Fraternities take steps in right direction for Rush

Fall Rush is a hectic time for fraternities, as they try their hardest to get the perfect pledge class. Beginning on the first day of school, Rush can be a confusing time for first-years, many of whom will make a decision that will affect the rest of their college career. Placing Rush at the beginning of the semester adds to the craziness of an otherwise intense part of the year.
In reaction to this situation, the Interfraternity Council (IFC) created and now maintains a set of Rush policies to guide all chapters. These rules require that all Rush events be alcohol-free, require that no event may be held at the same time as an orientation event, and provide a timeframe for the entire Rush period. These rules serve two purposes: They protect the fraternities from each other, and they protect the first-years.
The rules benefit the fraternities because they encourage fair competition. Without these rules, Rush would be solely a race to the bottom where each house would try to outdo the others without limit. Furthermore, these rules are in the first-years? best interests as they provide a degree of protection in an environment that too often can be disastrously unsafe.

Historically, these rules have been difficult to enforce. While there is incentive for each house to agree to these rules in principle, once Rush begins it?s understandable that each house will bend the rules as much as it can. This year, the IFC has taken steps towards greater enforcement of the rules. Not only are there significant financial penalties for each infraction, but the new IFC Rush chair has made it clear that he plans on being stricter than before.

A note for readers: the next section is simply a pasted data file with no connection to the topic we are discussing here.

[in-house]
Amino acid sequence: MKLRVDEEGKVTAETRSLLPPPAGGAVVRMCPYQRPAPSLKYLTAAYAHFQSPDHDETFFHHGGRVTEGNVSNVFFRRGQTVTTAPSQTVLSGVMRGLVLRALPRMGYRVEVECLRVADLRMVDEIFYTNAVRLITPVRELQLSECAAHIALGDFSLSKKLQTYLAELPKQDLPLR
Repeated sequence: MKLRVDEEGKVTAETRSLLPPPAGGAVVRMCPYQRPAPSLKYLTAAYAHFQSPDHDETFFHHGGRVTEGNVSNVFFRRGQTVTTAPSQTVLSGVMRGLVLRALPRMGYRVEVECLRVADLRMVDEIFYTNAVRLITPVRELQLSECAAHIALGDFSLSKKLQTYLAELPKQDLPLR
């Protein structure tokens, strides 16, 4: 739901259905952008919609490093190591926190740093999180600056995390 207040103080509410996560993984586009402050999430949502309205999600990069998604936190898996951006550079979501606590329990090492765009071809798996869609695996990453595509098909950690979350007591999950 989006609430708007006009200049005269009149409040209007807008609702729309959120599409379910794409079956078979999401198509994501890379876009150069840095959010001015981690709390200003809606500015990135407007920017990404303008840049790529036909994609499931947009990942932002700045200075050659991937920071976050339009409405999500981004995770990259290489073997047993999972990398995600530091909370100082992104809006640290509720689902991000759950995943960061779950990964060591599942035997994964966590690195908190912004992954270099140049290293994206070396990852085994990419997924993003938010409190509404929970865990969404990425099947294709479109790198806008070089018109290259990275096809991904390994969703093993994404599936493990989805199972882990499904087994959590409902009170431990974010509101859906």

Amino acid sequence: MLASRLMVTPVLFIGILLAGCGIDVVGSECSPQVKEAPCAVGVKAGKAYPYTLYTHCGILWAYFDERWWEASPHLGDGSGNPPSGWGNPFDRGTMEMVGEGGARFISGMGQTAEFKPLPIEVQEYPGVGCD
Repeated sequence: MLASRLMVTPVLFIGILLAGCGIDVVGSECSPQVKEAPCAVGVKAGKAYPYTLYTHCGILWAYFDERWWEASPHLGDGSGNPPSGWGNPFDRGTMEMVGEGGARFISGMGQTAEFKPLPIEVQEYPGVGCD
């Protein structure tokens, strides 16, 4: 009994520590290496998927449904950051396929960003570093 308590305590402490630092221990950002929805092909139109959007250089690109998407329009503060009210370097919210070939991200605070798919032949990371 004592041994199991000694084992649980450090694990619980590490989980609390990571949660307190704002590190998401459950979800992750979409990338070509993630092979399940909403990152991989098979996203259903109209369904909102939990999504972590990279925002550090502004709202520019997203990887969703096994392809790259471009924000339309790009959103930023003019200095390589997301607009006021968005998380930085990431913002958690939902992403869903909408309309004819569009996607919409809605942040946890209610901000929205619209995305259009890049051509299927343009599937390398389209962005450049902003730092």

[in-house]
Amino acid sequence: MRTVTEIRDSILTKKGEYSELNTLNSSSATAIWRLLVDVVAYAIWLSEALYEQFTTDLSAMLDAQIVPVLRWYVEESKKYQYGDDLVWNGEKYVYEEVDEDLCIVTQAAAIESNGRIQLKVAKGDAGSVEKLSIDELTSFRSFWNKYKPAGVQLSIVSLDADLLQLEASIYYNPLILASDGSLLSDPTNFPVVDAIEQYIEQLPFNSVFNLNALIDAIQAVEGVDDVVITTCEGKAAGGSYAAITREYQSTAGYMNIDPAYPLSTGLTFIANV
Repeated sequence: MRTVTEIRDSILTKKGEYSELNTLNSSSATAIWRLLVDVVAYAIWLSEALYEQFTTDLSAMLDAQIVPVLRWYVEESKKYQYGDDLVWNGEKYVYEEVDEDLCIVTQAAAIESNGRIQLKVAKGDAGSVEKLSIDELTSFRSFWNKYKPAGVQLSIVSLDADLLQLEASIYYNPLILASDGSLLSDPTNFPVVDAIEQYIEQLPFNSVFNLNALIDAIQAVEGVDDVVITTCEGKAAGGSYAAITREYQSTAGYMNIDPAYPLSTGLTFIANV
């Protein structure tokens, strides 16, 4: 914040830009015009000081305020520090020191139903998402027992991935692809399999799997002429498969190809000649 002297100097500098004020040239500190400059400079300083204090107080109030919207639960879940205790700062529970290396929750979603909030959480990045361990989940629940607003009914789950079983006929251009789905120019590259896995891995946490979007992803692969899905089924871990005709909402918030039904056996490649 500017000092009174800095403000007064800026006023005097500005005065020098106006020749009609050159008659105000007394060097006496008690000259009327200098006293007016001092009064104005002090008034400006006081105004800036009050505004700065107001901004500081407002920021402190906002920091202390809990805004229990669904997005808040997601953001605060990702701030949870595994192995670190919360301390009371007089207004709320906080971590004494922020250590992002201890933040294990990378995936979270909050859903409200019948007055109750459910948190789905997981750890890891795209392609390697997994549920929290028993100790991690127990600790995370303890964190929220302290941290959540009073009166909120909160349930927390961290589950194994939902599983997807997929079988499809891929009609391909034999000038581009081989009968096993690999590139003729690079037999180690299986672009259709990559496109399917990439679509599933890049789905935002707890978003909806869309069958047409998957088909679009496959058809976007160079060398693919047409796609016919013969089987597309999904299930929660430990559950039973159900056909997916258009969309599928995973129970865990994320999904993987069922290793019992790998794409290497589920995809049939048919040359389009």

The IFC should be commended for taking new steps to improve Rush, but there is a counter-narrative that sours this year?s Rush. The Kappa Sigma association has decided that it no longer needs to follow the IFC rules or procedures and instead has chosen to make up its own.

Following hazing incidents last year, Kappa Sigma had its charter placed in trusteeship by their national chapter. As such, they are no longer Kappa Sigma fraternity, but Kappa Sigma association, although you wouldn?t know it by their recruitment material. Kappa Sigma is referring to its recruitment as Rush; it is continuing to display material from when it was a fraternity; its brothers are continuing to wear their Kappa Sigma fraternity letters.

Kappa Sigma?s actions are disappointing. The organization clearly has something to offer the community, but they are going about it all wrong. Instead of being belligerent and defiant towards the rest of the Greek community, Kappa Sigma should try to reintegrate itself. Instead of trying to confuse the first-years about their fraternity status, they should be open and honest. Kappa Sigma?s posters (which do not conform to Rush policy) have the motto ?Rising From the Ashes.? Sadly, the organization does not seem to realize that in order to rise again, they will need to change their ways and become an organization that others wish to join. Belligerence and dishonesty are not the way towards a bright future at CMU. The other fraternities are doing the right thing and moving in the right direction: Kappa Sigma should join them.